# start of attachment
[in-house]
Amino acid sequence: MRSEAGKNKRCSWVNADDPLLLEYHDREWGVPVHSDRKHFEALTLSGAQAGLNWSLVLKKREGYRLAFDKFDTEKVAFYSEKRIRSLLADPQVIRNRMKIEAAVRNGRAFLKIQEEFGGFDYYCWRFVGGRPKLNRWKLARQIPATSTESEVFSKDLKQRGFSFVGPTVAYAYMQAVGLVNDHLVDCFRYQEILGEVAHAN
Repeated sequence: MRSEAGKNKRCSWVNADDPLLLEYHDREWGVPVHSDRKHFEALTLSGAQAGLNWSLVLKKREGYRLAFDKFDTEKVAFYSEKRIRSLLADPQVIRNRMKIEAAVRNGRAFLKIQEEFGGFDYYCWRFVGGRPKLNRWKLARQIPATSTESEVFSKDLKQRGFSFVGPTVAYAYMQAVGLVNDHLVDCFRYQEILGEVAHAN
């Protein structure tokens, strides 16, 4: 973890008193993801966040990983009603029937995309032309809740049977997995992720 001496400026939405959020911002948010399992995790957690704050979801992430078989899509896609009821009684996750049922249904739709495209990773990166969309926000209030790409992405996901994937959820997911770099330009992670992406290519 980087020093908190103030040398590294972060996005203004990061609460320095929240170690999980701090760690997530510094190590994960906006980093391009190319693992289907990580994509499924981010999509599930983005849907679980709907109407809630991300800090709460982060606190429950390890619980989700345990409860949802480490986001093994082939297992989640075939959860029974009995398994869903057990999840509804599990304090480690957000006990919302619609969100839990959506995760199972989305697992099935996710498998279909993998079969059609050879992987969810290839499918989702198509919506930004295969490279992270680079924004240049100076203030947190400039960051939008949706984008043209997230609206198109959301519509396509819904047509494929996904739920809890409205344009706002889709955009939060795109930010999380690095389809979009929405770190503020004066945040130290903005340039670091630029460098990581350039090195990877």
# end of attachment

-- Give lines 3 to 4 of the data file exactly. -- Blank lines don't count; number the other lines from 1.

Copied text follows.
Repeated sequence: MRSEAGKNKRCSWVNADDPLLLEYHDREWGVPVHSDRKHFEALTLSGAQAGLNWSLVLKKREGYRLAFDKFDTEKVAFYSEKRIRSLLADPQVIRNRMKIEAAVRNGRAFLKIQEEFGGFDYYCWRFVGGRPKLNRWKLARQIPATSTESEVFSKDLKQRGFSFVGPTVAYAYMQAVGLVNDHLVDCFRYQEILGEVAHAN
């Protein structure tokens, strides 16, 4: 973890008193993801966040990983009603029937995309032309809740049977997995992720 001496400026939405959020911002948010399992995790957690704050979801992430078989899509896609009821009684996750049922249904739709495209990773990166969309926000209030790409992405996901994937959820997911770099330009992670992406290519 980087020093908190103030040398590294972060996005203004990061609460320095929240170690999980701090760690997530510094190590994960906006980093391009190319693992289907990580994509499924981010999509599930983005849907679980709907109407809630991300800090709460982060606190429950390890619980989700345990409860949802480490986001093994082939297992989640075939959860029974009995398994869903057990999840509804599990304090480690957000006990919302619609969100839990959506995760199972989305697992099935996710498998279909993998079969059609050879992987969810290839499918989702198509919506930004295969490279992270680079924004240049100076203030947190400039960051939008949706984008043209997230609206198109959301519509396509819904047509494929996904739920809890409205344009706002889709955009939060795109930010999380690095389809979009929405770190503020004066945040130290903005340039670091630029460098990581350039090195990877």